It must be great to be with all those people in the same space, both for exchanging ideas and for eventually gathering together a crew of your fellow students.

Exactly. When I think about it now, it’s not what you take from the professors, it’s also what you take from each other, because you have to work with people from other categories, like DPs. The first open chance that you have to make a film, the first time you are free to make the film you want, is the third year.

Did you make anything during that time that you were proud of?

There’s some short films that I’m really proud of, as well as my graduation film. In 2008 I made a 20-minute portrait of Zivan Pujic, who is a punk-head. And then my first [feature] was about him making a music festival—it was called Zivan Makes a Punk Festival. Then when I finished school I started working on The Load, which took seven years to finish. In these seven years I made some documentaries because they made their own money and I wanted myself to be occupied with filmmaking and not producing.

The Load took so long to produce because you knew it would cost more to produce than you had at the time?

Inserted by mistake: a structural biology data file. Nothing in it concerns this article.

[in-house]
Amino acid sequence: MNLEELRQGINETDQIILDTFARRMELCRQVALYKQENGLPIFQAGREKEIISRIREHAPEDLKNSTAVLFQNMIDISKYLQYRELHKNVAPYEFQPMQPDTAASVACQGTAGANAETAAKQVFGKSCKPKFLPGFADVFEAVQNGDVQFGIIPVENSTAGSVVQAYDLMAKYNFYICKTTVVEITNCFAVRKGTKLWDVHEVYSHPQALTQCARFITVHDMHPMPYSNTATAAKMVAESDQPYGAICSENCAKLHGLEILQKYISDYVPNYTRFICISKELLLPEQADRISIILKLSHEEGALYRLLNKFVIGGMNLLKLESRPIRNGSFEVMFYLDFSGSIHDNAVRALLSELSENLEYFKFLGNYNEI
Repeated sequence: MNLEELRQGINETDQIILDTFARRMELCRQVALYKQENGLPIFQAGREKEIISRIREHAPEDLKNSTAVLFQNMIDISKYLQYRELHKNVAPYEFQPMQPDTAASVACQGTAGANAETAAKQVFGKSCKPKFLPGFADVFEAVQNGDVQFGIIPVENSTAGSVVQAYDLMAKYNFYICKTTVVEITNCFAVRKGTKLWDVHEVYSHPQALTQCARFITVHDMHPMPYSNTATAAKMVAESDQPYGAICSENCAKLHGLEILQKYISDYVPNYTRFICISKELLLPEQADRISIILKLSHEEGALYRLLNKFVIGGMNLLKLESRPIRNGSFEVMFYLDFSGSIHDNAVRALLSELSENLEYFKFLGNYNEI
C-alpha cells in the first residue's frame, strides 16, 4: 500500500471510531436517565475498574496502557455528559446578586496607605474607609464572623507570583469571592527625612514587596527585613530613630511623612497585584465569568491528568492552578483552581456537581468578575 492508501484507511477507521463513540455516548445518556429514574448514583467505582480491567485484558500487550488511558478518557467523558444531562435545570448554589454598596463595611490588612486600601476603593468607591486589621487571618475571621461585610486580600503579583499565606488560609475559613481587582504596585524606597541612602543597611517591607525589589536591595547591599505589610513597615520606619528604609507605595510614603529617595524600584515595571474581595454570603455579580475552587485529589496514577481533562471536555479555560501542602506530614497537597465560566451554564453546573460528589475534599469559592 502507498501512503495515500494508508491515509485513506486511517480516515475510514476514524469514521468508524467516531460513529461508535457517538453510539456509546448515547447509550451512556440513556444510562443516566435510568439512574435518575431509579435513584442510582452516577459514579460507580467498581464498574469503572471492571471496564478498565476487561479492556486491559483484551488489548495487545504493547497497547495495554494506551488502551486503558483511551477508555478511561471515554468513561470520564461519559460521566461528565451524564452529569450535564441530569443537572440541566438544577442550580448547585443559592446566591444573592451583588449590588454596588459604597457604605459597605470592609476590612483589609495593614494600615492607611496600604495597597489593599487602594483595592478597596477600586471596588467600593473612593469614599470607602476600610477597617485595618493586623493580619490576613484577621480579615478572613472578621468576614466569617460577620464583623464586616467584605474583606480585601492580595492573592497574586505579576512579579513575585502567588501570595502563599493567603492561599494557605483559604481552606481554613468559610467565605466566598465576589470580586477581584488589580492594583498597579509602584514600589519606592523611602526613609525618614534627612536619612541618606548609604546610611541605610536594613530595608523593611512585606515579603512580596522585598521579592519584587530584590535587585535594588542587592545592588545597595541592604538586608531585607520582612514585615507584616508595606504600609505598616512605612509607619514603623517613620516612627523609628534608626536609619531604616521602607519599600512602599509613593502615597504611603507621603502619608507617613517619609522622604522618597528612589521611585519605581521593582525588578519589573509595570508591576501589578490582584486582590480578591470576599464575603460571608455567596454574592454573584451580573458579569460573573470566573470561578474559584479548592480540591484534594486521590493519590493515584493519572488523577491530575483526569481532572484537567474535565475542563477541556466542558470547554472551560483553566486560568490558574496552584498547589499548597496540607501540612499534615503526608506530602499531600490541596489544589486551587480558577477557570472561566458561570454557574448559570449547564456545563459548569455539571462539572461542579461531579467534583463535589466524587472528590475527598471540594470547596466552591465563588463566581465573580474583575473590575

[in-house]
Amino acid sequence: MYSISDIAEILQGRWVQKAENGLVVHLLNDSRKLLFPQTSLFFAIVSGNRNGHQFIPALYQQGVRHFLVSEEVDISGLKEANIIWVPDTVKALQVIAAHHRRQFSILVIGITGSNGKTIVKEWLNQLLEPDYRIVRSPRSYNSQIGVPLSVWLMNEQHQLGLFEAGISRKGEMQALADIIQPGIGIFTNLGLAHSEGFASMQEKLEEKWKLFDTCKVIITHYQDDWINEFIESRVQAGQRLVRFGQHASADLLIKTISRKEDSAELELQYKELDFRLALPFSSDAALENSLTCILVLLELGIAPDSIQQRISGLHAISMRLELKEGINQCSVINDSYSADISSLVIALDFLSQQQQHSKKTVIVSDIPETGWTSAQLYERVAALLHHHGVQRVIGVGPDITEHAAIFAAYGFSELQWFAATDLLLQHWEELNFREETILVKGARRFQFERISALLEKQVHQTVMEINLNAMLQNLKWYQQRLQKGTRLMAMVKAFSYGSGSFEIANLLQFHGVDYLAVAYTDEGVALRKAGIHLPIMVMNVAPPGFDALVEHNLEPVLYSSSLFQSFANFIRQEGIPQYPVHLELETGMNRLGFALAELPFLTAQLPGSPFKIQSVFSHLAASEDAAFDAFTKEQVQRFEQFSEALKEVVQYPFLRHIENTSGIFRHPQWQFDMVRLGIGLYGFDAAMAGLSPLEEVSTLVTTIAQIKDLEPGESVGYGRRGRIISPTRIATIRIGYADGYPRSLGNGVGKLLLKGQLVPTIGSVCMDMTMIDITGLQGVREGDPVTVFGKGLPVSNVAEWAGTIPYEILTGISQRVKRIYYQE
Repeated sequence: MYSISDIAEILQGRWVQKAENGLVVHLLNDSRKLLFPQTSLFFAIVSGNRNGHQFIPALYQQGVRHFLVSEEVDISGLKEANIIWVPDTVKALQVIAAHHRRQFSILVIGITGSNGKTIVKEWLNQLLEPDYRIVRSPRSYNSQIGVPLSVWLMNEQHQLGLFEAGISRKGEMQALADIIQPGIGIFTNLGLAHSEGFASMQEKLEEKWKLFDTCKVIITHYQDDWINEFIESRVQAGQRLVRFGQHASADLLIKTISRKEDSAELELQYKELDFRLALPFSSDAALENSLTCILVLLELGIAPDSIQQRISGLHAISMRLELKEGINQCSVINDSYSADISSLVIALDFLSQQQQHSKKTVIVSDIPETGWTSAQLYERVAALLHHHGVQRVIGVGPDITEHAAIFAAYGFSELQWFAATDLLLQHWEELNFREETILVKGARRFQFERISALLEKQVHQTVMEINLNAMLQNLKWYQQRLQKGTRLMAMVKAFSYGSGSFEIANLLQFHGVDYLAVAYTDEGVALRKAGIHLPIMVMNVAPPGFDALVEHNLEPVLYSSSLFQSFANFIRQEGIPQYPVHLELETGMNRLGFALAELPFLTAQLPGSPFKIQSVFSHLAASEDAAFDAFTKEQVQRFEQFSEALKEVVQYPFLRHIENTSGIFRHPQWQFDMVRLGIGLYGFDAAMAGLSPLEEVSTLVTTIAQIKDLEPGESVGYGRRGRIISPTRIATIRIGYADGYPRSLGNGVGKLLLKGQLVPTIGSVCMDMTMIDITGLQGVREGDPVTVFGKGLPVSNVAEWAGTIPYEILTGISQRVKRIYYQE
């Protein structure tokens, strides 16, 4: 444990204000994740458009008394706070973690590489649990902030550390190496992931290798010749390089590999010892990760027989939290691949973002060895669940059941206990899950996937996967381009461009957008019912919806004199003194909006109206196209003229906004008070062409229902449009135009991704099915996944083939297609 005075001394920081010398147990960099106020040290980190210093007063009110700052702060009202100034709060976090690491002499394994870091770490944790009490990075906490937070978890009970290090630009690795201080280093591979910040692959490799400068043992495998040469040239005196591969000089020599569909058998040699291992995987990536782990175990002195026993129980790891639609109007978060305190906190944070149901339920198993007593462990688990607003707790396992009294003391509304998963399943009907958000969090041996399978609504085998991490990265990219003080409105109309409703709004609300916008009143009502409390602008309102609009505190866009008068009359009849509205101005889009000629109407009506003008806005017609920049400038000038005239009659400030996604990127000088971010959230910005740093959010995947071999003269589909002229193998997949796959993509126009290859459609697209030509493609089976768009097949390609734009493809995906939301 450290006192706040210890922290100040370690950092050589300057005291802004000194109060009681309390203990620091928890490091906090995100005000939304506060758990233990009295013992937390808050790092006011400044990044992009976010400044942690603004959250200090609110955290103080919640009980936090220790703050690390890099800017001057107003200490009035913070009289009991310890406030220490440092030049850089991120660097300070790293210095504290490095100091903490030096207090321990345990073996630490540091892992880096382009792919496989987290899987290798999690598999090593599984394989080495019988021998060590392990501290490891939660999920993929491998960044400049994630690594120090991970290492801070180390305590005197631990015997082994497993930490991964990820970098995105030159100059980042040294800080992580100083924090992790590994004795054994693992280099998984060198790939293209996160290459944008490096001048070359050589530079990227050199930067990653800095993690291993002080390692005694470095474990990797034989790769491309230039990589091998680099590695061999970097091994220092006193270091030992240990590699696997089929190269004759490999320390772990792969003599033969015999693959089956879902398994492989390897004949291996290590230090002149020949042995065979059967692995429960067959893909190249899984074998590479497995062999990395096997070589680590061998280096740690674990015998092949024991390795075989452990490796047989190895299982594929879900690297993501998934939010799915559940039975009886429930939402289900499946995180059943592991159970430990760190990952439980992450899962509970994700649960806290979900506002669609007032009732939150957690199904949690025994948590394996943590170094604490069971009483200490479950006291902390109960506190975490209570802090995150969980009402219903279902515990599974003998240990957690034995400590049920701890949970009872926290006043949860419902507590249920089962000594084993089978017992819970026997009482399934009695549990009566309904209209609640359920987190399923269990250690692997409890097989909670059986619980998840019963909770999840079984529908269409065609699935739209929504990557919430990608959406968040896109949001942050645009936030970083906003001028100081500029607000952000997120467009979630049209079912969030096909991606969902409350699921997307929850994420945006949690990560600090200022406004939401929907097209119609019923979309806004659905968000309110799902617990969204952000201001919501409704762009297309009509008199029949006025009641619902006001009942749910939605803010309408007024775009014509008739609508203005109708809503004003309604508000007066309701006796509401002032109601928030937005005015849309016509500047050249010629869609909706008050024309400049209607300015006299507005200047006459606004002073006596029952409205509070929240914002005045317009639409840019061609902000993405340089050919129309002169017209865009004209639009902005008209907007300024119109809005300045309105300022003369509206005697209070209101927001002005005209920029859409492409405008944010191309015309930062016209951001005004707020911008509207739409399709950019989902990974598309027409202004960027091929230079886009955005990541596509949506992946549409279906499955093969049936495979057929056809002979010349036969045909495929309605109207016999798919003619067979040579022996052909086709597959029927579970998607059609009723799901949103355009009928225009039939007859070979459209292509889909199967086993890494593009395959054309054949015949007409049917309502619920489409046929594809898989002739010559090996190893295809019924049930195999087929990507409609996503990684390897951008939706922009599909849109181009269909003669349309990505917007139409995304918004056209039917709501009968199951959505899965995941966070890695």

Yeah, it’s the first film where I knew that I needed a budget. It is a drama film, yes, but it is also a road movie at its the center, and has aspects of war films, it needed some special effects, and it’s a period piece—even if it takes place just 20 years prior. It’s also a road movie—none of the cars you see in the film are older than 1999. I knew we needed a normal budget and I wanted to pay people. It took a lot of time. This subject is touchy in my country. We didn’t get money from the film center—we were denied seven times. In the end we got it, but seven times means seven years. Five different people said no—probably because of the subject, but I also think it was because of the form of the film. Maybe it was too modern or contemporary for them. The people who sit in these commissions are coming from a different age, a different way of thinking. But I’ll never know. Meanwhile I was always preparing and researching.